Referring to FIGS. 11 and 12 of the drawings the toilet deodorizing accessory A of this invention is shown in combination with a pair of toilets B, B located in separate rooms of a dwelling D. While only two toilets are shown in FIG. 11 it will be understood that additional toilets may be connected to the deoderizing accessory A in the same manner as the toilet B, B. Further, although the invention is particularly adapted for use in ventilating multiple toilets, it may be used to ventilate a single toilet. Each of the toilets B, B are of a conventional type including a bowl 60 and a water tank 14. The toilet bowl 60 is conventionally bolted to a floor 61 by bolts 62. The top of the toilet bowl 60 includes a hollow rim 63 which defines an annular chamber 64 for distribution of water through holes 65 about the bottom edge of the hollow rim 63. The water tank 14 is seated on the rear of the bowl 60 and is connected by means of a pipe 66 to a mating aperture (not shown) in the hollow rim. In front of the water tank 14 are provided the usual toilet seat 67 and seat cover 68. The customary cushion members 69 are attached to the underside of the seat 67 to separate the bottom of the seat from the top of the toilet rim 63. Inside the water tank 14 are provided the customary fittings (for clarity only partially shown) including a bulb valve 70 seated on the valve seat 71 at the upper end of the flush pipe 66. The bulb valve 70 is adapted to be lifted upon manual operation of the flushing handle 72 which is operatively connected by conventional linkages 72', and 72" with the valve stem 73. An overflow pipe 74 extends from a branch line 75, connected to the flush pipe 66 beneath the bulb valve 70, to the space or chamber 76 at the top of the tank 14 between the tank cover 15 and the normal water level 77 within the tank 14 prior to flushing. It will be understood that the water tank 14 also includes the usual inlet pipe, inlet valve, float and connecting linkage for operating the inlet valve in response to the rise and fall of the float when the water level in the tank 14 changes. A sealing gasket 17 is provided between the underside of the tank cover 15 and the top edge of the water tank to form an air tight seal. An aperture 14' is provided at the rear of the tank 14 adjacent its upper edge to receive an air nozzle 9, closely fitted therein, which forms a part of the toilet deodorizing accessory A of this invention now to be described.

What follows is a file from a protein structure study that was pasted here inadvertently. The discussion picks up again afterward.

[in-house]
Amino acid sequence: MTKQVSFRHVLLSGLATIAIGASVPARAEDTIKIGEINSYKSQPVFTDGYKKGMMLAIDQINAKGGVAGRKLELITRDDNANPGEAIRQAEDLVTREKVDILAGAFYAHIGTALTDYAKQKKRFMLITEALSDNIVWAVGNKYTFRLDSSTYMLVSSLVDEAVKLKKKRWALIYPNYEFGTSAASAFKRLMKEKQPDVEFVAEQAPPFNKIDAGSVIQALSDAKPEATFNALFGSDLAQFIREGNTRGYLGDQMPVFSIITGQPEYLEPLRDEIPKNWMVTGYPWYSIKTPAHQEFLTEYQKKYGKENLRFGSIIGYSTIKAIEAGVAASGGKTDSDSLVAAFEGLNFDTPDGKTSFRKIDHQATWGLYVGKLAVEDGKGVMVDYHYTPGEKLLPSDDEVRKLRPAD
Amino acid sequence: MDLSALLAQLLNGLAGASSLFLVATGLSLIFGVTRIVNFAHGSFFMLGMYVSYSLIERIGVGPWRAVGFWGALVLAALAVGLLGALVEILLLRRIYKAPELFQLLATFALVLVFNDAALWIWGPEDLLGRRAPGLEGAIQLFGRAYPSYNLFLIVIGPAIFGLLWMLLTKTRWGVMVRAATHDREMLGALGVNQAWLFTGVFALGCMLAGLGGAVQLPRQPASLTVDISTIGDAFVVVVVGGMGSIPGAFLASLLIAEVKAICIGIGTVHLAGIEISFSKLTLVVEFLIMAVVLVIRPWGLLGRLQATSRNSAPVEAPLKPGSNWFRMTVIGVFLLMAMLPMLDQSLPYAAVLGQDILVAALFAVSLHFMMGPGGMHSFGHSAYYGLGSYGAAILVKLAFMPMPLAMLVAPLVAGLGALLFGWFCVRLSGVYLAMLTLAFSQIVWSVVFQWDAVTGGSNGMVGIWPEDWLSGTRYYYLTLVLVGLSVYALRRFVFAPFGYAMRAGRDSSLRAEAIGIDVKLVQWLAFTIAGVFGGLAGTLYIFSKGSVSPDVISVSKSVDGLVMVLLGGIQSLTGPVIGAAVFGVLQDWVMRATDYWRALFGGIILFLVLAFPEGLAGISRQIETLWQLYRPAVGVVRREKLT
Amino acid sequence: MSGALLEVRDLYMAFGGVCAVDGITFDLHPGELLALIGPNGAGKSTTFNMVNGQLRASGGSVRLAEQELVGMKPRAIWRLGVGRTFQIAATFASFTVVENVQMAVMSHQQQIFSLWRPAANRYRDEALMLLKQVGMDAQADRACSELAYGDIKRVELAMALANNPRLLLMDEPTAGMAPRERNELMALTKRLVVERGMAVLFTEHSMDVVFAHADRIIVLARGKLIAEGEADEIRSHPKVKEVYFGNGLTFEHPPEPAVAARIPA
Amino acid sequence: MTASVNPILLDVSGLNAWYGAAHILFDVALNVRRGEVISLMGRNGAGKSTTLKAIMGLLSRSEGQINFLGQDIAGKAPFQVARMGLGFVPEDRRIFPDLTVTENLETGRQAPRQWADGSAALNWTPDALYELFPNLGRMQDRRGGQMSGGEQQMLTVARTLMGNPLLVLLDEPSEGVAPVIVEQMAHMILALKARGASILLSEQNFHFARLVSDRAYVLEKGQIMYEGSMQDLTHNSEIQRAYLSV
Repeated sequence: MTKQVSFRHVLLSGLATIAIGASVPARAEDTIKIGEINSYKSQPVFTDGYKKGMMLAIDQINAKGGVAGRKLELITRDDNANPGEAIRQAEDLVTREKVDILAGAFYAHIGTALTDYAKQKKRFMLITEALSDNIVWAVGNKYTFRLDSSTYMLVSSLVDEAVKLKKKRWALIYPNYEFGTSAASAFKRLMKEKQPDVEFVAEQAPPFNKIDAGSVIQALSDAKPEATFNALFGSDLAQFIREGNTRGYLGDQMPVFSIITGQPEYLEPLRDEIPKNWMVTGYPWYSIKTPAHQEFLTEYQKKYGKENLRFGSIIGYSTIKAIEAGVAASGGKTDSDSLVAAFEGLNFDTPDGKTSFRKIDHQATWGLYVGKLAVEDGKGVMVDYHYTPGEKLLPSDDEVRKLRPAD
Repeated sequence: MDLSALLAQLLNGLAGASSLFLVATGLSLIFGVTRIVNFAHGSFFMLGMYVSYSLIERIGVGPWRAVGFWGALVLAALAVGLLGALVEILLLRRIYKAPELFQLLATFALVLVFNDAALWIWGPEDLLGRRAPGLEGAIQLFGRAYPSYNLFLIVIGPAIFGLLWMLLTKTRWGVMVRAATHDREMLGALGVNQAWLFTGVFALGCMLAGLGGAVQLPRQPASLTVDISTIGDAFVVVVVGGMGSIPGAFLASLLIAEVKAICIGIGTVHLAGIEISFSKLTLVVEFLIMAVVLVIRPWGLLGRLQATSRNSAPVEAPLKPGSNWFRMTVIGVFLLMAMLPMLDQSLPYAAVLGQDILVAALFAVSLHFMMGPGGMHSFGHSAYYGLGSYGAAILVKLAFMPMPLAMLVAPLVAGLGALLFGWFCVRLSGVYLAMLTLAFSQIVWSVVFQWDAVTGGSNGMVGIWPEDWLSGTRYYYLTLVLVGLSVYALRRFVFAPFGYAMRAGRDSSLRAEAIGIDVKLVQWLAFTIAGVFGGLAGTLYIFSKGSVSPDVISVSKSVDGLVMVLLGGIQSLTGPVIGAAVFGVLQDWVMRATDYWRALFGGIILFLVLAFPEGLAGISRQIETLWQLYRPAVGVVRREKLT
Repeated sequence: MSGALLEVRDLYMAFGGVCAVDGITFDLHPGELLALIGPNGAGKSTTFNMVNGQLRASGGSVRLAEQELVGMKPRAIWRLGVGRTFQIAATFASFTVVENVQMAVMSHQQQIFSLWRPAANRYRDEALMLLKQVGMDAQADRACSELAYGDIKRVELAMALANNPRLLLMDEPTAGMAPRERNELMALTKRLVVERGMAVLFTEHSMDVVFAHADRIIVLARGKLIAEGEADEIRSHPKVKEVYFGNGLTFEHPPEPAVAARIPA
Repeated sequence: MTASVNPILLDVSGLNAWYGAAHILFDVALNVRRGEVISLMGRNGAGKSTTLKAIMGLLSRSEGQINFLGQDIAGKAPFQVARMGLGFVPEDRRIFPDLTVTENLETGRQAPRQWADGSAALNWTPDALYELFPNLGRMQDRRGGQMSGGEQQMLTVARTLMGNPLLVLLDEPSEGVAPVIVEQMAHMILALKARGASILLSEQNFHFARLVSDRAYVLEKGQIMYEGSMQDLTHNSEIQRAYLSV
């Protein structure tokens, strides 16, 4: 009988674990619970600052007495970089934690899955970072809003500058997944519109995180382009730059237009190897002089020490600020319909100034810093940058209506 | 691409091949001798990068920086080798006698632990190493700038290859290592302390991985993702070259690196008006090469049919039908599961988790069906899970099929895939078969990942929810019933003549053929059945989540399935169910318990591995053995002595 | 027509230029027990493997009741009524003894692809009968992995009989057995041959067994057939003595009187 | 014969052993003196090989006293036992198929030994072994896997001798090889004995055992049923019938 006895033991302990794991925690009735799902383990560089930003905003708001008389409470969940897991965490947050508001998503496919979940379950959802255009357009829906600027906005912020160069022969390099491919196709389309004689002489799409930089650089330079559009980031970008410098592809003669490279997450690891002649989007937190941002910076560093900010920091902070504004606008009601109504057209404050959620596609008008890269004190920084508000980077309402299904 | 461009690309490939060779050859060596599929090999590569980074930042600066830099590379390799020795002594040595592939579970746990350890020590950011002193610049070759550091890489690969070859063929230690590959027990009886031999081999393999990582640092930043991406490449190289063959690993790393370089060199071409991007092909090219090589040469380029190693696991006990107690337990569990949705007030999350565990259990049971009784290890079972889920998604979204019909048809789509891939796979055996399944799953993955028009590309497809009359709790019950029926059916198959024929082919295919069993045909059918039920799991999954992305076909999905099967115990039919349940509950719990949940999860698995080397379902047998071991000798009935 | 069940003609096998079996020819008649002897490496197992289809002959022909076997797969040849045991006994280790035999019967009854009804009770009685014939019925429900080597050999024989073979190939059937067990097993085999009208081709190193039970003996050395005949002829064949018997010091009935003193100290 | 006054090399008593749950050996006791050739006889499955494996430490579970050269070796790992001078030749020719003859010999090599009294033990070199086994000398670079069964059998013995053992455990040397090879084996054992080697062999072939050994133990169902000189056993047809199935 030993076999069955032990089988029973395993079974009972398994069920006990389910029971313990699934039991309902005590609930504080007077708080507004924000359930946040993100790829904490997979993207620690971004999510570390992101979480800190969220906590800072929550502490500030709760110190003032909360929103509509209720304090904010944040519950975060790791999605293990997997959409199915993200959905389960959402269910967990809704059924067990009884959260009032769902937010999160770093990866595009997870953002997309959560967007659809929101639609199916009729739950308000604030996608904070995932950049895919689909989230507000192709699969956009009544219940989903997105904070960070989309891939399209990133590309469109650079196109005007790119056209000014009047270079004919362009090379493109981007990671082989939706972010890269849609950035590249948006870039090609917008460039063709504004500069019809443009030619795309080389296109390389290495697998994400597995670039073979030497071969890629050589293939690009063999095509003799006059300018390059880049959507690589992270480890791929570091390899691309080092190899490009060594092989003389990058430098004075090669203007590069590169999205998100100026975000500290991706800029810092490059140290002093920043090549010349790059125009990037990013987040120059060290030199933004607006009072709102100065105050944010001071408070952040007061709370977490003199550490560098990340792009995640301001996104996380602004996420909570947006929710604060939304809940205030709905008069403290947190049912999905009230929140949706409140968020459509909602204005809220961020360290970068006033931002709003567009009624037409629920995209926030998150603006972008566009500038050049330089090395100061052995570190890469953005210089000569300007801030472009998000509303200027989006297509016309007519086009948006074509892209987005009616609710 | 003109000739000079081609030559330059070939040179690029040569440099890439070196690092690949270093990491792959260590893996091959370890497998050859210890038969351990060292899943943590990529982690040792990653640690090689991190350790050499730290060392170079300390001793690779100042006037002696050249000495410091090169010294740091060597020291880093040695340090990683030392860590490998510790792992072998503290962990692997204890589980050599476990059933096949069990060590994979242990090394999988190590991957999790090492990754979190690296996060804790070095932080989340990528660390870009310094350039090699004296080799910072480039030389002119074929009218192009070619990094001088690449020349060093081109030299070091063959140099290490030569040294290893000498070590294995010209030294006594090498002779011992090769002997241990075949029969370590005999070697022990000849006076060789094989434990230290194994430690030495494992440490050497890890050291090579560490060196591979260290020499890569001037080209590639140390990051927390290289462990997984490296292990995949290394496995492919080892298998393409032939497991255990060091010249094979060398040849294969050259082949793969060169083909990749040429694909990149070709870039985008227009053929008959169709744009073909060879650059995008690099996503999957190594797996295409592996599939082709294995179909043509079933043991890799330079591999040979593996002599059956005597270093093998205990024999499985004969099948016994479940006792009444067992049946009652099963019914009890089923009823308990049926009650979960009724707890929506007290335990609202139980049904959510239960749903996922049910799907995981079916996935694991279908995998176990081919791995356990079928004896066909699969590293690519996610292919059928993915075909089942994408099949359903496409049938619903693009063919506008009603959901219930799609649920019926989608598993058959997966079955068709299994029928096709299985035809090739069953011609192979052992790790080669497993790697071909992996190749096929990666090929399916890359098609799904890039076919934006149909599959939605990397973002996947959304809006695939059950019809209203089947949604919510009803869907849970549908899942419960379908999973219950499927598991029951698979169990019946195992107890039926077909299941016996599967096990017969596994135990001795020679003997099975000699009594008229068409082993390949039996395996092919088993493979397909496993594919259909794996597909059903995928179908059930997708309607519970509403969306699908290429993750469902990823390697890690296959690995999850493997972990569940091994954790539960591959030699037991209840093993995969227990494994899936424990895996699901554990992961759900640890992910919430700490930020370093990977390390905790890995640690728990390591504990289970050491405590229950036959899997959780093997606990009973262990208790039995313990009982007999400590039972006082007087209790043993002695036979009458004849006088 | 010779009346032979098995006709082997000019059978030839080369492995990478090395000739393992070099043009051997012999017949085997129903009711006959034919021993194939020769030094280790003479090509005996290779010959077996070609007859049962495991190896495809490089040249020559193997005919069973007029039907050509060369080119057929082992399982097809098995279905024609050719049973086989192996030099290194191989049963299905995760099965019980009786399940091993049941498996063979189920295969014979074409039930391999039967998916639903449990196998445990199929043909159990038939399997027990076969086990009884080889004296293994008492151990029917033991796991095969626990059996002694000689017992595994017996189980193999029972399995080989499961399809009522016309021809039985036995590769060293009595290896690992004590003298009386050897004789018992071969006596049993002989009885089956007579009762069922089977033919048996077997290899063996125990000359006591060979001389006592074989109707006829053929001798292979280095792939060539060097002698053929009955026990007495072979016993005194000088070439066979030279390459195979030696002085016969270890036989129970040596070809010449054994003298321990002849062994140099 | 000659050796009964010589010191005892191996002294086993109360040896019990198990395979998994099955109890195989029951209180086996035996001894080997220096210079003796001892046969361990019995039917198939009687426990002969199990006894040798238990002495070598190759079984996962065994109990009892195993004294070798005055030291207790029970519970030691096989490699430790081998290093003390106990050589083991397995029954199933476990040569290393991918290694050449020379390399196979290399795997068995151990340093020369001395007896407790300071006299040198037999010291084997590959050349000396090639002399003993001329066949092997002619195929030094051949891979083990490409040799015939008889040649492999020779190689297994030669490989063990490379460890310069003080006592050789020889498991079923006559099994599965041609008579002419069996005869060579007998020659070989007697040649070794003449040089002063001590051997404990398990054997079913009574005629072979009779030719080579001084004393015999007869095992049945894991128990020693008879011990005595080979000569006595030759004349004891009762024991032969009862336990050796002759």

The toilet deodorizing accessory A of this invention is shown in combination with plural toilets within a dwelling in FIG. 11 and is shown in greater detail in FIGS. 1 -- 10. A blower 1 comprised of a fan 2 having suction and discharge sides 2', 2" respectively and an electric motor 3 is connected to a manifold 4 by the suction side 2' of the fan 2 so that when the blower 1 is operating, a vacuum is created within the manifold 4. The blower 1 and manifold 4 may be located in the attic of a dwelling as shown in FIG. 11 or in some other remote location such as the basement. The manifold 4 is preferably a rigid polyvinyl chloride plastic tube of the type employed in built-in vacuum cleaner systems usually having an inside diameter of 1 and 5/8 inches. Conduits of other suitable materials and sizes may also be used for the manifold 4 which is run to the vicinity of each toilet to be ventilated. If so desired, an existing built-in vacuum cleaner blower may provide the suction, although a quieter blower with an optimum pressure volume curve may be preferred. The manifold 4 includes branch connector means 6 near each toilet B for connecting the manifold to branch air ducts 7. The branch air ducts 7 are each preferably a flexible plastic tube which is run inside of the wall 10 behind each toilet B in the manner described in my aforementioned patent application Ser. No. 496,954 filed Aug. 13, 1974. One end of each air duct 7, integrally or separately connected to a nozzle 9, is fitted to the toilet water tank 14 in the manner previously described. The other end of each air duct 7 is connected to a special air valve means 8 which in turn is connected to a branch connector means 6 for independently controlling the ventilation of each toilet B. The branch connector means 6 are preferably tee connectors of polyvinyl chloride, or other suitable material, of the type employed in built-in vacuum cleaners.